As a child, I had a beef with some traditional, so-called “women’s work”. There was baking, sewing, and crocheting with my grandma. But cooking, no way! And doing dishes, oh brother. I believe my disdain stemmed from family holiday gatherings. I watched with arms crossed, as the men plopped themselves on the couch, football game humming on the TV, while the women cleaned up. This, after the females had laboriously cooked our meal. My little-girl brain felt it unfair.
Yet, this mini, sorta-feminist adored all these men: my grandpas, my dad, and dear family friends. These were not a lazy lot when it came to their professions. They were simply conforming to the norms of our family and of the larger, ages-old cultural system.
Society has systems and patterns of values passed through the generations. The Bible documents an extraordinary timeline and kingdom narrative. In the Old Testament, a moral code established a culture based on law. Religious and wealthy men were held in the highest regard; women, slaves, and the poor placed at the bottom of the rung.
“There is no longer Jew or Gentile, slave or free, male and female.
For you are all one in Christ Jesus.”
Galatians 3:28 NKJV
However, in the New Testament, we meet a subversive Savior who shakes up an age-old social structure on his three-year journey to the cross. There was upheaval when He entered the scene; He turned His culture upside-down. Jesus healed and fed. Jesus touched the rich and poor, the young and old, the marginalized.
And the women.
Jewish society viewed women as property, excluded them from worship in the Temple, and they could not speak to men in public. What radical change Jesus initiated by wrapping His love around the women of His day. His words fell with tenderness and respect. His eyes shone with compassion towards the fairer sex. He invited them in.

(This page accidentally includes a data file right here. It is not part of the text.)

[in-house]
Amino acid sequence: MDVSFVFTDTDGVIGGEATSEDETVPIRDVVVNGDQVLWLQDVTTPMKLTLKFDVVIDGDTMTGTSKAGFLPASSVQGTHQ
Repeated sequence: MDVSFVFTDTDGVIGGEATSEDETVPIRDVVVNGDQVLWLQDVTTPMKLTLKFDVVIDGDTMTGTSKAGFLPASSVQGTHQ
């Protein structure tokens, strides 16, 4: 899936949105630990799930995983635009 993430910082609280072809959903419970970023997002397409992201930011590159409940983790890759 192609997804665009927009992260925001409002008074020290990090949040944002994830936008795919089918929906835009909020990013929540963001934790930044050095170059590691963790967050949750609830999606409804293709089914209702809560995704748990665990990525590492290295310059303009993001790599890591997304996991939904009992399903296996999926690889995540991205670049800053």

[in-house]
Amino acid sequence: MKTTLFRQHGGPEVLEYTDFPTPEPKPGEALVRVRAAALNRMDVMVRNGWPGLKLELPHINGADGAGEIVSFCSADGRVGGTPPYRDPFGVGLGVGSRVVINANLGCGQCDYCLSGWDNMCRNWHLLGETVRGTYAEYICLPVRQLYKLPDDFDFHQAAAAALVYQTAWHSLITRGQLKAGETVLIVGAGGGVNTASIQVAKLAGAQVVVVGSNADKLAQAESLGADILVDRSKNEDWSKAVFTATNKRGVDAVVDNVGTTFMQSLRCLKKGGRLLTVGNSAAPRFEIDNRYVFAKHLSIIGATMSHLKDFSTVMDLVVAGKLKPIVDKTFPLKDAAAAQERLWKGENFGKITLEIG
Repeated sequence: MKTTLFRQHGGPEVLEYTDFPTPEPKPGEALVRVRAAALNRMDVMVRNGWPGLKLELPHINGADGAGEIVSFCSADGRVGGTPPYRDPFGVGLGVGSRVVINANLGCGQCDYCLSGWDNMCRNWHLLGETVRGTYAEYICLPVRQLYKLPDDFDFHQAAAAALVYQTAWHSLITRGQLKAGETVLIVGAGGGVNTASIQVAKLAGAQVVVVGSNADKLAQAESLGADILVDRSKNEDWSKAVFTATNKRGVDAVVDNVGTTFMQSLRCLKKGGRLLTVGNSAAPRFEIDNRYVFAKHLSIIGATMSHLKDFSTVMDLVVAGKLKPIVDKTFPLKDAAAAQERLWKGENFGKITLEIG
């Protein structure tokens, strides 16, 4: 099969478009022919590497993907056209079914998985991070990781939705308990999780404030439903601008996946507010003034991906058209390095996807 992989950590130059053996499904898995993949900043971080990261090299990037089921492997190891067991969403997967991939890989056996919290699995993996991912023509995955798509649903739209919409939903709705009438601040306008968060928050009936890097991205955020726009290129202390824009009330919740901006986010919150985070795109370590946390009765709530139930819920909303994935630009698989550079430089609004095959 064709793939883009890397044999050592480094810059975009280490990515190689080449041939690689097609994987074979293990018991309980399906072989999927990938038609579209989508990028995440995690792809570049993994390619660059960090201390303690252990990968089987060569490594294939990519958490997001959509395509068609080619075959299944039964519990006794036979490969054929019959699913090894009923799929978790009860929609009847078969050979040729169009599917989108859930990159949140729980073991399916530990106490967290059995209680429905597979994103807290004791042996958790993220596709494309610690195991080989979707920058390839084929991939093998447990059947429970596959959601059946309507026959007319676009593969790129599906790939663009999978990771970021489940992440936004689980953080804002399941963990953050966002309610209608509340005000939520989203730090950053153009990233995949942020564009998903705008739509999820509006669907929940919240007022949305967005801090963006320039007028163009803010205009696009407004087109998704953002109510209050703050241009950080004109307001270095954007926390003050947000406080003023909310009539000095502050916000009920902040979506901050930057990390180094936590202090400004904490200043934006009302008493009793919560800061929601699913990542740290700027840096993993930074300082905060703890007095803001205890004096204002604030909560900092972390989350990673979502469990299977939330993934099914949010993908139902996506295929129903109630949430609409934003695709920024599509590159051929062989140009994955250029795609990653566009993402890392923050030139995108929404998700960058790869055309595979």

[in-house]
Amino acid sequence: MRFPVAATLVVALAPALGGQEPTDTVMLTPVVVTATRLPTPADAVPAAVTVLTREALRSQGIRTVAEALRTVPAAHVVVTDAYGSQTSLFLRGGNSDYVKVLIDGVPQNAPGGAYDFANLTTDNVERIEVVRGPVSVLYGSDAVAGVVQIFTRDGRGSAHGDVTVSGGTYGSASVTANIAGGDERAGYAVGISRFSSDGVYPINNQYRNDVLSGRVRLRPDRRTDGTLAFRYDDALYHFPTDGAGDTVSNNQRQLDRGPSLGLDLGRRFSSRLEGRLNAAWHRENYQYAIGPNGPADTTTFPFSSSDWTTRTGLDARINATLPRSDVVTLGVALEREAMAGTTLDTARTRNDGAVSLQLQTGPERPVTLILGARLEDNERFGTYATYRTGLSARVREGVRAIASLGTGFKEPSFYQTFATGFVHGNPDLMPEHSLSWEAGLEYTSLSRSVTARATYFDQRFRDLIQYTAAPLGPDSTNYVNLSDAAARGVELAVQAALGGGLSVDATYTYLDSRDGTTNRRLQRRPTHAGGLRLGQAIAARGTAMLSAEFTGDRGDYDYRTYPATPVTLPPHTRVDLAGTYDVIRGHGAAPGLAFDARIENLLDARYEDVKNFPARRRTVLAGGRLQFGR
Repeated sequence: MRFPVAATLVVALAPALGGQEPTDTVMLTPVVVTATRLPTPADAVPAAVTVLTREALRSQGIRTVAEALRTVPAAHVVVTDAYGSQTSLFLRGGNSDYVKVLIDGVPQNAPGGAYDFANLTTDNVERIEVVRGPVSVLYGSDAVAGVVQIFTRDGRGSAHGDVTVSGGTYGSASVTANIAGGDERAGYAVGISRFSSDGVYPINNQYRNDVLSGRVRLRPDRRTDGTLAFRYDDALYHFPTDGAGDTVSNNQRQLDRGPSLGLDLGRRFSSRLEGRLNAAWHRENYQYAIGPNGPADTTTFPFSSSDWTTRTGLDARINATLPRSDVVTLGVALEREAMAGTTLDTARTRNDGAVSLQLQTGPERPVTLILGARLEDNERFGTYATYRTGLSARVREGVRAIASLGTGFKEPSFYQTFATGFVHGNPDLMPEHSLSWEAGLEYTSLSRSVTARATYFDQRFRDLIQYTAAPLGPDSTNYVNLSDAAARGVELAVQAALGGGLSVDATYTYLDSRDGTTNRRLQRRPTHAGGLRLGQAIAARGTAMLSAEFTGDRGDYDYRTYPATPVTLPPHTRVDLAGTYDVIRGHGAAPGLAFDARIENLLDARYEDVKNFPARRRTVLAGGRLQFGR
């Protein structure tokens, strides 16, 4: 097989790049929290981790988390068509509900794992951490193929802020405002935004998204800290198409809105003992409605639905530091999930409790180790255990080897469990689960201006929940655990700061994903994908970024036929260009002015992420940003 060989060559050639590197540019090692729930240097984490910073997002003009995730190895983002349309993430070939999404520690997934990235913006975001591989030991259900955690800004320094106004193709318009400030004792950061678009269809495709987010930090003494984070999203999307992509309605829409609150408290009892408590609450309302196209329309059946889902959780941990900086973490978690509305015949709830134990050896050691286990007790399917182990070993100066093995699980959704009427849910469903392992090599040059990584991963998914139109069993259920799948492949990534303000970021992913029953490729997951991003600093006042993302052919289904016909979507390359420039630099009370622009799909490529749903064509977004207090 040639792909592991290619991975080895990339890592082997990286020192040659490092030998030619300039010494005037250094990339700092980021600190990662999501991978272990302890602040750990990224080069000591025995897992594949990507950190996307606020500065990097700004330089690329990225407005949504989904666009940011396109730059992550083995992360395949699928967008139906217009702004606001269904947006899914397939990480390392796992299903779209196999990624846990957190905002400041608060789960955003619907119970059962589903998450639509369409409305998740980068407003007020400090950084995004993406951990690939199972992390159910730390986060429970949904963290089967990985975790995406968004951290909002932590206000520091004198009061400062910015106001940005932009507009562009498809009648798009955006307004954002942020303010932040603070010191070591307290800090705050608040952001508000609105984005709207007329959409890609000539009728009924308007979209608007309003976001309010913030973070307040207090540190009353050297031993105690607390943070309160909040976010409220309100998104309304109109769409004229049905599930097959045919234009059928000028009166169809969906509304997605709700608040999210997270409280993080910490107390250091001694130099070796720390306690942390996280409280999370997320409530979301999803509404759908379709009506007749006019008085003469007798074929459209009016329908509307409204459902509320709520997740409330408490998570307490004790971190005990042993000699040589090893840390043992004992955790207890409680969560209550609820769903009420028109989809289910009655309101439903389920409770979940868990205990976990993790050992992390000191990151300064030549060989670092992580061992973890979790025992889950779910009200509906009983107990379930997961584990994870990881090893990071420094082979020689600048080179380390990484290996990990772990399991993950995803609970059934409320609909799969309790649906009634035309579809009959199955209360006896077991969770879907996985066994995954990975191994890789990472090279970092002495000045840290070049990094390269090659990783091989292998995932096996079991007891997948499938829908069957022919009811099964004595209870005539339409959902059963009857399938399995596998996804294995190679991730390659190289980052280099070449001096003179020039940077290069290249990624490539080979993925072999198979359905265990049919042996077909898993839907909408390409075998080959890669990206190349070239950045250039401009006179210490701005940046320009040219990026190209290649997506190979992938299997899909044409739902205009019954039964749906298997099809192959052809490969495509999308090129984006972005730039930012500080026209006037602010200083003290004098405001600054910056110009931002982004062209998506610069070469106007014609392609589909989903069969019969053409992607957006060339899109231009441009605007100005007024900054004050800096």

Recently, I began a scripture study for Lent in this area of Jesus and women. I compiled a list and am eager to share some of it with you (keep digging, there is more than this list), and I encourage you to look up the corresponding scripture for each example.
~Jesus was born of a woman. (Matthew 1-2)
~He spoke with the sinful woman at the well. (John 4:27)
~Some of His best friends, financial supporters, and ministry partners were women. (Mark 15:41)
~Jesus affirmed Mary of Bethany as she sat at His feet. (Luke 10:39)
~He allowed another Mary to anoint His feet. (Luke 7:36-50)
~He set free the woman caught in adultery. (James 8:1-11)
Jesus Christ was the best thing to happen to women!
In Luke 24:1-12, we find six astonished women at the empty tomb of Jesus, the stone moved away. These women, weeping, heartbroken, and ready to anoint the dead body of their beloved leader in his grave-clothes. Instead, they found an empty tomb, and shining angels speaking.
“He is not here, but He is risen!” (Luke 24:6)
It was not the male disciples who were given the privilege of discovery, but these modest female followers. These six, rushed out of the tomb to tell his eleven disciples–and everyone else—what they had seen, and not seen.
Women were not allowed to testify in this culture, yet the first to testify to the resurrection were women. Oh, what an honor. Oh, what a radical redeemer.
How the little-girl-me would have embraced this Jesus had I been alive in His days on earth!
Here and now, as we continue in this season of Lent, and begin the Holy Week, may we draw near to this Savior who turned the world upside-down. His life-giving love-note to us declares we are all treasured persons in the Kingdom of God, invited into His purpose.
“The message of Easter is that God’s new world has been unveiled in Jesus Christ and that you’re now invited to belong to it.”
― N. T. Wright